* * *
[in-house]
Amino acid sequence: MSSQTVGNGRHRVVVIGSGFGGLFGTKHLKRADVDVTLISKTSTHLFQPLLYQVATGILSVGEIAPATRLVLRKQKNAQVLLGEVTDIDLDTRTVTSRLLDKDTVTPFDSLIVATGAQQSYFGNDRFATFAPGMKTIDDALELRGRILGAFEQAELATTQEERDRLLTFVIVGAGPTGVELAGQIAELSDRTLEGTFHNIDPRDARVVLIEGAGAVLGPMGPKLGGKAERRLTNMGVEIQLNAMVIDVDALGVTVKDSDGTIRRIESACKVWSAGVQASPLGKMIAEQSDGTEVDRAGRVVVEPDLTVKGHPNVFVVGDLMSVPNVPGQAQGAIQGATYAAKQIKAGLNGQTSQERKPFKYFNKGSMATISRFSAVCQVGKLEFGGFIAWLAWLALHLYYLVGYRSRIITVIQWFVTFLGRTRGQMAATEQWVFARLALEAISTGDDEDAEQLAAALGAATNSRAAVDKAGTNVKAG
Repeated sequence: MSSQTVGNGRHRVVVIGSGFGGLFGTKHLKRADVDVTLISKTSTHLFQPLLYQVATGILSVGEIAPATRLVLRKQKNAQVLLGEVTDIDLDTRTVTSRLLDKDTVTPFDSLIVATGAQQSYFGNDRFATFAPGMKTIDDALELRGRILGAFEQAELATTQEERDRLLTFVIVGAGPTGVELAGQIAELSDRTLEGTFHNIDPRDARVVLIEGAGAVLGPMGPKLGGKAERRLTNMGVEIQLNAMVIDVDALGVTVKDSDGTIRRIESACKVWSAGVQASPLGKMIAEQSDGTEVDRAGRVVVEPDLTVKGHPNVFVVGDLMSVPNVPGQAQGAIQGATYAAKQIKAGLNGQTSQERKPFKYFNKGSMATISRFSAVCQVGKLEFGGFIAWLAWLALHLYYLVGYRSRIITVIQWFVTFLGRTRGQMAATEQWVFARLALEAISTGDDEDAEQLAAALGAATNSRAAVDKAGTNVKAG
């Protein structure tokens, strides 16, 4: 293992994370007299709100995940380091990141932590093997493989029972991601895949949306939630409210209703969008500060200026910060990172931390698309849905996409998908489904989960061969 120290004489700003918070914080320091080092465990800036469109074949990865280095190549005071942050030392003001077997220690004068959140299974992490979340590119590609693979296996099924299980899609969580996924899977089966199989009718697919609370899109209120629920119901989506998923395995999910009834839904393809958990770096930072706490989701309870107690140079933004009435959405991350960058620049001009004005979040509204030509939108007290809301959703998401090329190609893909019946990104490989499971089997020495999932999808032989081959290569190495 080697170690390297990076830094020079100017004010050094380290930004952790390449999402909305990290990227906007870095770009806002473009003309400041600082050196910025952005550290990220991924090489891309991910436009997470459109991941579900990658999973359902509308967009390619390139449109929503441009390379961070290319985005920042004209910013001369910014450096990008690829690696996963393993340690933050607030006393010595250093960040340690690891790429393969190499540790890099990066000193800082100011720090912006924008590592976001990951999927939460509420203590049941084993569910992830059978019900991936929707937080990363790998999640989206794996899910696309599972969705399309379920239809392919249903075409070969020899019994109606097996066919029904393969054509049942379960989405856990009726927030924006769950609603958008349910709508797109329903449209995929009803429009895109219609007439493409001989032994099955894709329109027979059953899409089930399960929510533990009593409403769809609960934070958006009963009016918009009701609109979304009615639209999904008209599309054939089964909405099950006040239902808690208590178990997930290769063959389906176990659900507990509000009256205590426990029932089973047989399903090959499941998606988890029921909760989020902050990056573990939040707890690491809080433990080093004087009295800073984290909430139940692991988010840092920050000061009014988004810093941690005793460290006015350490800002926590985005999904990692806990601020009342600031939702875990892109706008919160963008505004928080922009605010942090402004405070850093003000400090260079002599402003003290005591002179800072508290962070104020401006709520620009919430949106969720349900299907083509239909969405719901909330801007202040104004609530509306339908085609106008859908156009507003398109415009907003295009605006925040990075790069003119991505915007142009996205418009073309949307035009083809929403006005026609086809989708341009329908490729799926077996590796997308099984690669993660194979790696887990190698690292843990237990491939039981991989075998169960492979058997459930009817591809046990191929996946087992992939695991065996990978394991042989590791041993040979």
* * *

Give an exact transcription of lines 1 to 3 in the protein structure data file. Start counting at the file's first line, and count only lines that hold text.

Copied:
[in-house]
Amino acid sequence: MSSQTVGNGRHRVVVIGSGFGGLFGTKHLKRADVDVTLISKTSTHLFQPLLYQVATGILSVGEIAPATRLVLRKQKNAQVLLGEVTDIDLDTRTVTSRLLDKDTVTPFDSLIVATGAQQSYFGNDRFATFAPGMKTIDDALELRGRILGAFEQAELATTQEERDRLLTFVIVGAGPTGVELAGQIAELSDRTLEGTFHNIDPRDARVVLIEGAGAVLGPMGPKLGGKAERRLTNMGVEIQLNAMVIDVDALGVTVKDSDGTIRRIESACKVWSAGVQASPLGKMIAEQSDGTEVDRAGRVVVEPDLTVKGHPNVFVVGDLMSVPNVPGQAQGAIQGATYAAKQIKAGLNGQTSQERKPFKYFNKGSMATISRFSAVCQVGKLEFGGFIAWLAWLALHLYYLVGYRSRIITVIQWFVTFLGRTRGQMAATEQWVFARLALEAISTGDDEDAEQLAAALGAATNSRAAVDKAGTNVKAG
Repeated sequence: MSSQTVGNGRHRVVVIGSGFGGLFGTKHLKRADVDVTLISKTSTHLFQPLLYQVATGILSVGEIAPATRLVLRKQKNAQVLLGEVTDIDLDTRTVTSRLLDKDTVTPFDSLIVATGAQQSYFGNDRFATFAPGMKTIDDALELRGRILGAFEQAELATTQEERDRLLTFVIVGAGPTGVELAGQIAELSDRTLEGTFHNIDPRDARVVLIEGAGAVLGPMGPKLGGKAERRLTNMGVEIQLNAMVIDVDALGVTVKDSDGTIRRIESACKVWSAGVQASPLGKMIAEQSDGTEVDRAGRVVVEPDLTVKGHPNVFVVGDLMSVPNVPGQAQGAIQGATYAAKQIKAGLNGQTSQERKPFKYFNKGSMATISRFSAVCQVGKLEFGGFIAWLAWLALHLYYLVGYRSRIITVIQWFVTFLGRTRGQMAATEQWVFARLALEAISTGDDEDAEQLAAALGAATNSRAAVDKAGTNVKAG